Unknown said...

Brilliant! That's such a great way to explain the love triangle, especially the vacillation between the two possible loves.

As to whether it's backsliding or not, I guess it depends on the guys. Sometimes they each represent better parts of the girl than who she is now, and she just has to decide which fork to take, rather than it being a forward/backward kind of thing.


Sarah Rees Brennan said...

I agree, I think that really is a big reason for the popularity of love triangles - seeing the protagonist choose who they want to be, via the markers of who they want to be with: the one who helps them be the person they want to be.

It also explains why love triangles are so contentious: people are like: be this Katniss, be this Mary, be this Bella. Because that's who they'll be at the end.

Cory said...

Love this post! Love triangles say the most about the person in the middle of the triangle. It adds to the plot tension as you wonder which way he/she will grow.

Carrie Ryan said...

Thanks for the responses y'all!

Chersti- I love that too and I should write another post soon about why I dedicated the book to my mom and stepfather (it's related)

Excellent point Jeri! I hadn't thought of it that way!

Yes Sarah! And you're right that often the two love interests in the triangles are mirrors for the one in the middle -- highlighting the distinctions and choices.

Thanks Cory, Jess and Katherine!

Kristin Halbrook said...

Such a great way to explain the motivating forces behind love triangles.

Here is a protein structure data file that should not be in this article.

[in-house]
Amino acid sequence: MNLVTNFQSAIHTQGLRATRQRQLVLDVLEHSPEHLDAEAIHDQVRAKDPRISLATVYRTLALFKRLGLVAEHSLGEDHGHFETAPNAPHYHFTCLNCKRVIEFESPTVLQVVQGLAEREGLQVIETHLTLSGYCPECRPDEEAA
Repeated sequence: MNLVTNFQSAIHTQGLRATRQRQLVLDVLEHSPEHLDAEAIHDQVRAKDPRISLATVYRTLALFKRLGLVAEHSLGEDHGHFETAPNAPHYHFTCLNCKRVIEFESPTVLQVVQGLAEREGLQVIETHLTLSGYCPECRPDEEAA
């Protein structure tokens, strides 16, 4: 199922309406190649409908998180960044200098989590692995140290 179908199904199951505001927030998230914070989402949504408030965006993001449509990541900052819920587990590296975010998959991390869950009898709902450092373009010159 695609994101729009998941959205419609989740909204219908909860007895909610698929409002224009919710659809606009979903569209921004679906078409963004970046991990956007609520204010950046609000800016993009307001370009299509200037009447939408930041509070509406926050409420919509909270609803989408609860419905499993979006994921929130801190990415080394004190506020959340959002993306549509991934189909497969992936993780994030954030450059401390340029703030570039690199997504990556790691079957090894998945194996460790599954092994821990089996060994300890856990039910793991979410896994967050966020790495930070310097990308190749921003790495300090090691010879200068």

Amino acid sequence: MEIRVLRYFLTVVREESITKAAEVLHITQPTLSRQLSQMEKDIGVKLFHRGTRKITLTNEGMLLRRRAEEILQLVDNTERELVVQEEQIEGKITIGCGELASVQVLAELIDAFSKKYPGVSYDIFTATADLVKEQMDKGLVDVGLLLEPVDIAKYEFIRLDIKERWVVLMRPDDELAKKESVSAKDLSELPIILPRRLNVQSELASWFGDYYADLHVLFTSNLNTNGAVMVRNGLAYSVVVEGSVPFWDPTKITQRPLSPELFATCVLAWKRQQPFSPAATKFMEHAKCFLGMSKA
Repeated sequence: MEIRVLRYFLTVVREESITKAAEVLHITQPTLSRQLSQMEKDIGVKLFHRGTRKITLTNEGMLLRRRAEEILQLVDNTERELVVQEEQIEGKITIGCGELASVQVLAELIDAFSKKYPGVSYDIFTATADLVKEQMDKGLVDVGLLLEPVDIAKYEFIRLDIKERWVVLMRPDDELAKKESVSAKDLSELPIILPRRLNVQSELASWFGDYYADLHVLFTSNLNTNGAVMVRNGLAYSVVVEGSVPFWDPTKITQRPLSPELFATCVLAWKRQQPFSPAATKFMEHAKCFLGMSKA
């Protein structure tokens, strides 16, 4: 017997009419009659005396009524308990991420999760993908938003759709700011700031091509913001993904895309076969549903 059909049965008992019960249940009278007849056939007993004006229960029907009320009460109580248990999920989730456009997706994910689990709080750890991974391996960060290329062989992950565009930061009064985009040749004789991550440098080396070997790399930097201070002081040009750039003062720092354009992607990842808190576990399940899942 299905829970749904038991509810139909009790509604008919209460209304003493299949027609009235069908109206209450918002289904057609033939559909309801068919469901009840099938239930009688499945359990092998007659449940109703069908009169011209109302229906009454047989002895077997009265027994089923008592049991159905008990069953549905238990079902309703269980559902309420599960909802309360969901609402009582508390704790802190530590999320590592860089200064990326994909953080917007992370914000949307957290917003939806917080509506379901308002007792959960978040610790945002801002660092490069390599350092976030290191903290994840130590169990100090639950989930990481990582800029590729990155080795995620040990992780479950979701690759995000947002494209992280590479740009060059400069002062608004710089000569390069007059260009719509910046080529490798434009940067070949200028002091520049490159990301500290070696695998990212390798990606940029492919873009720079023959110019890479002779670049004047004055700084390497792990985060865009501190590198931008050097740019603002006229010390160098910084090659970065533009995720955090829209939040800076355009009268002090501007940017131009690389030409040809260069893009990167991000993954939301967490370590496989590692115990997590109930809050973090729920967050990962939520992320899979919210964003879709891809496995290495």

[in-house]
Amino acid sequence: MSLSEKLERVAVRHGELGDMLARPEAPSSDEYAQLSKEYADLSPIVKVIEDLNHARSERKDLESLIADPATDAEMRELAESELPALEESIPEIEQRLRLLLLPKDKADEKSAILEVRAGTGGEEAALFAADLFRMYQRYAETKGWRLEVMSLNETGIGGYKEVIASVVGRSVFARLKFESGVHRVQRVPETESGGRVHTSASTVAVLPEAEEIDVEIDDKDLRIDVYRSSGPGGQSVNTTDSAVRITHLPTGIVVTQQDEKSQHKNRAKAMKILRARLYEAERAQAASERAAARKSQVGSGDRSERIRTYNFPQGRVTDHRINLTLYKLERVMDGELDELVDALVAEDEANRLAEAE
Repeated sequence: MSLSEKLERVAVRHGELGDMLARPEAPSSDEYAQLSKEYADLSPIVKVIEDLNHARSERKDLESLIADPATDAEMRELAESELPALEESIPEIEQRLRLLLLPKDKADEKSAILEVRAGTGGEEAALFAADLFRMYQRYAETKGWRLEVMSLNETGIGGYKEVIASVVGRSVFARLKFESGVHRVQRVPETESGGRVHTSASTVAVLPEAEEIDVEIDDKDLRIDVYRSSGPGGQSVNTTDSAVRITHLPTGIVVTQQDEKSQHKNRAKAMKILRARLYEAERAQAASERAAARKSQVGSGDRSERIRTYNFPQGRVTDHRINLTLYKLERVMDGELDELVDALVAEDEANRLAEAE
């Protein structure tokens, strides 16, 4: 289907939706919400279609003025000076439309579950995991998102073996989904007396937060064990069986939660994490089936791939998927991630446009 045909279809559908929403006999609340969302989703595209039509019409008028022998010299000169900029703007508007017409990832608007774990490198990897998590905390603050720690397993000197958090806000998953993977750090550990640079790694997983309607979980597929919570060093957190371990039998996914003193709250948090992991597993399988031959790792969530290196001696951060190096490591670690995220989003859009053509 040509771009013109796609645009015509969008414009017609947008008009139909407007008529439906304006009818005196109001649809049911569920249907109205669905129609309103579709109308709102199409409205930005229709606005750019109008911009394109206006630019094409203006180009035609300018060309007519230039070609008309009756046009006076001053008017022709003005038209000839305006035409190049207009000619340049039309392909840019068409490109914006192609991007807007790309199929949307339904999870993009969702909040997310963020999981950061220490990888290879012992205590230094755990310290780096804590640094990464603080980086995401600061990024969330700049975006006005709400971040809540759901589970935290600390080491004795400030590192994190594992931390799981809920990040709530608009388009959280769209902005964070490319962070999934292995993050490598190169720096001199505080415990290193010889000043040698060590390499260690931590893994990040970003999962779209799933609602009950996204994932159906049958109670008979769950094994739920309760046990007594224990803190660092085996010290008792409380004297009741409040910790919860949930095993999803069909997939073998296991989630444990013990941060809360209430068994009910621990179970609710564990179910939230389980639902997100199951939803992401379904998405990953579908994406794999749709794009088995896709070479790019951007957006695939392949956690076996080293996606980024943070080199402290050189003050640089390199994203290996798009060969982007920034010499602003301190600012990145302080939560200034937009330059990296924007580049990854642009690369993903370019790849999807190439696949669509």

Also, I love that dystopians don't always have to be depressing - sure the world might be dark, but there can be hope and growth, too.

justJoan said...

Very nicely stated!

I have to say, I never thought of your books as depressing. Oh sure, bad things happen, but there has always been the hope of a brighter future for the characters.

J. Koyanagi said...

I couldn't agree with you more. I love dark, gritty books full of struggle and heartache for the very reasons you've outlined here. Great post.

Candyland said...

Wow! I LOVE the way you said this!!! It's so true-the choice of who the heroine wants to be.

Anonymous said...

Here! here! Excellent post and I agree 100%

Sage Ravenwood said...

Oh good grief! Happy is easy. In my world and most everyone else's there isn't a happily ever after. Close - but no cookie in the jar.

Life is filled with duplicity, angst and ugly realities. If you plan on writing from a real life perspective, you won't/can't glamorize that fact (you can but it won't ring with a whole lot of truth).

I think it takes more for a writer, to write soulful, heart-rendering probables in their plots.

I love the fact you write from the perspective you do. (Hugs)Indigo

Unknown said...


It totally made my day that I got quoted here! :) I for real called my husband and made him look. :)

Chris {frecklemama} said...

Excellent post! You explain the essence of the love triangle very eloquently here. I feel like saying "my, what a good writer you are..." Duh.

Abbie said...

I just finished the book, and I have to say, I loved it. I loved that it isn't traditionally "happy" and that the love triangle isn't your perfect, cookie cutter plot. It was amazing and perfect and I loved it, and this post describes things perfectly.

I can't wait to read your second book!

Shaun Barger said...


Finished reading The Forest of Hands and Teeth and I absolutely loved it. I'm really looking forward to picking up the next one!

I actually just wrote a post on writing post-apocalyptic fiction, using your novel as an example of Zombie stories done right.

If you're interested, check it out:


Thanks for the great read!


Dawn Embers said...

Very true. And thought I'd add this: You're correct. The same does apply for m/m/m. But in that case, it's almost too acceptable that a character might be promiscuous because when people think gay, they often relate it to sex and not much else. A good triangle will emphasize the non-physical aspects in particular. Or that is my thought at least.

Unknown said...

Thanks for clearing that up!

Amanda C. said...

Wow! This is a great way of thinking about it! I can already see this influencing my own writing!

Anonymous said...

I love the explanation about love triangles. It puts it in a whole different perspective.